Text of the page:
One can argue it is perhaps a bit dense (as Jaquays himself mocks the idea of 1/3 empty rooms) but I suspect this will be no major obstacle, as there are indeed plentiful rooms that are quiet and not laden with armfuls of gold. Your player’s don’t need to learn how to play DnD differently in order to brave Caverns of Thracia, rather, it is an exultant, platonic celebration of normal DnD, and the more power to it. It would probably require quite a bit of note-taking to run smoothly, particularly the many entrances between different levels bear close watching, as do the few times when pitched battles involving multiple combatants in nearby rooms will take place. The upper ruins are a bit desolate, with two minor buildings only, and for once, this fantastic megadungeon does not have a suitably impressive introduction set piece, which is surprising considering the author’s previous work. There is also less of the Jaqueysian trademark smut, although the Gnoll hareem and the interruption of a Dog Brother mid coitus with three young gnoll ladies is a bit risque.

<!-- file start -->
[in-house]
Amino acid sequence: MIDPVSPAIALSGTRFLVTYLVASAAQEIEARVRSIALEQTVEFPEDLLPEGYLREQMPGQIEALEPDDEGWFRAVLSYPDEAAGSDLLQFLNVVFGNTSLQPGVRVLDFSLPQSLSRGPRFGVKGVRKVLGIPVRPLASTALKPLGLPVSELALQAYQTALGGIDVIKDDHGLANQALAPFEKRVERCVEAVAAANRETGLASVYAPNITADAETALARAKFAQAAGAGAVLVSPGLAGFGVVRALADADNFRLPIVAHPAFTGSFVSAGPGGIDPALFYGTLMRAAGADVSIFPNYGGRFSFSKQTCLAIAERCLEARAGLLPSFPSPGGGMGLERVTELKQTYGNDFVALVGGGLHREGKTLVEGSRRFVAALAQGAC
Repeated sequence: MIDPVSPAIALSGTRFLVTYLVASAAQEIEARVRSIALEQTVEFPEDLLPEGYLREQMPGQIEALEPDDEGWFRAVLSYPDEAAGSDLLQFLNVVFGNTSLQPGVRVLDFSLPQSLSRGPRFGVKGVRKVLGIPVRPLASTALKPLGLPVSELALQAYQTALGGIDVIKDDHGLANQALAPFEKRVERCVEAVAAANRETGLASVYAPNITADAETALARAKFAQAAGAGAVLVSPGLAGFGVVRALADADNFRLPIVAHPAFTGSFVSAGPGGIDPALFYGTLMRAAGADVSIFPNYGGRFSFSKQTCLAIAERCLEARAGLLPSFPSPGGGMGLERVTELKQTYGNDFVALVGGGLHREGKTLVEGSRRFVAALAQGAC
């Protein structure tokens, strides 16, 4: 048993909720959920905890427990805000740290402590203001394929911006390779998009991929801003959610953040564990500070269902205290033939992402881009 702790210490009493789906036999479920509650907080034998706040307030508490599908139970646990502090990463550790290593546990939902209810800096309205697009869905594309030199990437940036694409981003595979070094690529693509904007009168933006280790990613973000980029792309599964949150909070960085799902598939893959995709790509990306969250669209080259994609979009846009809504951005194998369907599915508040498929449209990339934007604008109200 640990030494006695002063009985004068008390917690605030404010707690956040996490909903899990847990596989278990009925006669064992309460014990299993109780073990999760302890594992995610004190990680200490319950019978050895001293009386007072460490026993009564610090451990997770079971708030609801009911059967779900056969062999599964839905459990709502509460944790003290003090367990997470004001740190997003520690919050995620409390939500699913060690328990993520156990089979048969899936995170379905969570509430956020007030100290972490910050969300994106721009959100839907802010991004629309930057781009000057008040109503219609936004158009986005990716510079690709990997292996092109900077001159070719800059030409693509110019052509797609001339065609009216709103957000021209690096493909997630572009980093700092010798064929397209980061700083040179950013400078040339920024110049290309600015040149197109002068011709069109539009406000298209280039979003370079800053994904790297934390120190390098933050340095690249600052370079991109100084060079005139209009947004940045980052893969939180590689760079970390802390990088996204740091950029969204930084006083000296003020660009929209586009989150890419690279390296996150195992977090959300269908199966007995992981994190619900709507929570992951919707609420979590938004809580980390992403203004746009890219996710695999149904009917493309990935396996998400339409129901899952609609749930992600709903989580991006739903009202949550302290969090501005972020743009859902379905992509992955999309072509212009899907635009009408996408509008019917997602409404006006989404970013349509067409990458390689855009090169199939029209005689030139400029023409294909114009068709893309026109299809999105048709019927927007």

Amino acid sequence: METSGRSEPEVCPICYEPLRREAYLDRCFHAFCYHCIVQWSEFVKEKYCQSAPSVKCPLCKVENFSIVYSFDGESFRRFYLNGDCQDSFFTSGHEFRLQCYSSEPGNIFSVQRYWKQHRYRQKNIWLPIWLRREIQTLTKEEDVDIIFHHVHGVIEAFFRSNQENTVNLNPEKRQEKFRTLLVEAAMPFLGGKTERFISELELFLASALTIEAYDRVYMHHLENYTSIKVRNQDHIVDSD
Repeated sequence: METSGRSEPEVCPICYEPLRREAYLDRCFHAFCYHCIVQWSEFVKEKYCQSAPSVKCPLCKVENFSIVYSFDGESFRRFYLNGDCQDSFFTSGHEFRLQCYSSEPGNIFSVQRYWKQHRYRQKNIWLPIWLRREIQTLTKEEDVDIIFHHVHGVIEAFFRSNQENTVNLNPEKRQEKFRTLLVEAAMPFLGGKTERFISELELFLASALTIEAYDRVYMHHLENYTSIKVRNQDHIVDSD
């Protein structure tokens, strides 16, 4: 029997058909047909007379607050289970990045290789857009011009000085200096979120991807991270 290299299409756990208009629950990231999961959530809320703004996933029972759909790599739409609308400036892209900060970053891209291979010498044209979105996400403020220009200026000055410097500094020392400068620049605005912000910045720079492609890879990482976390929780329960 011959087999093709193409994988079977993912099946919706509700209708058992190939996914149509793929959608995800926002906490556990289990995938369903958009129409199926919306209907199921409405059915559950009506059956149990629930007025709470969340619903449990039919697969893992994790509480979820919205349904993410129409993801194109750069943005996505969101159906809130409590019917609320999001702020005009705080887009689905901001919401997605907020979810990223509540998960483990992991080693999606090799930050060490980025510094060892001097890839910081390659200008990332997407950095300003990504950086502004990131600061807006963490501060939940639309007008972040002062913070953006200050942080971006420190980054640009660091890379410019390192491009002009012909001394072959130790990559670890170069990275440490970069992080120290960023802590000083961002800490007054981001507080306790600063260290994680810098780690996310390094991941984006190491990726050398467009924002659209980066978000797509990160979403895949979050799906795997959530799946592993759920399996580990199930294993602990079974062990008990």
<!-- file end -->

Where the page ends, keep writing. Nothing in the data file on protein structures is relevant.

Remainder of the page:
I must cite Gabor Lux for pointing out that he considers Dark Tower to be the superior entry and I do think its more ambitious scope, harder edge and brilliant mapping gives it the edge, to say nothing of the weaker 4th level of CoT but this is like arguing whether the Illiad is superior to Paradise Lost. Both entries exist in stratospheric heights that are approachable by few and matched only by Gygax in his prime. Worth playing and replaying, and can be picked over endlessly without ever fully being known. There are too many superfluous low level adventures in the OSR, but this will never be one of them.
31 thoughts on “[Review] Caverns of Thracia (OD&D); Transition”
I am looking for resources that list connections between levels, NPCs and rooms/ items that respond to other rooms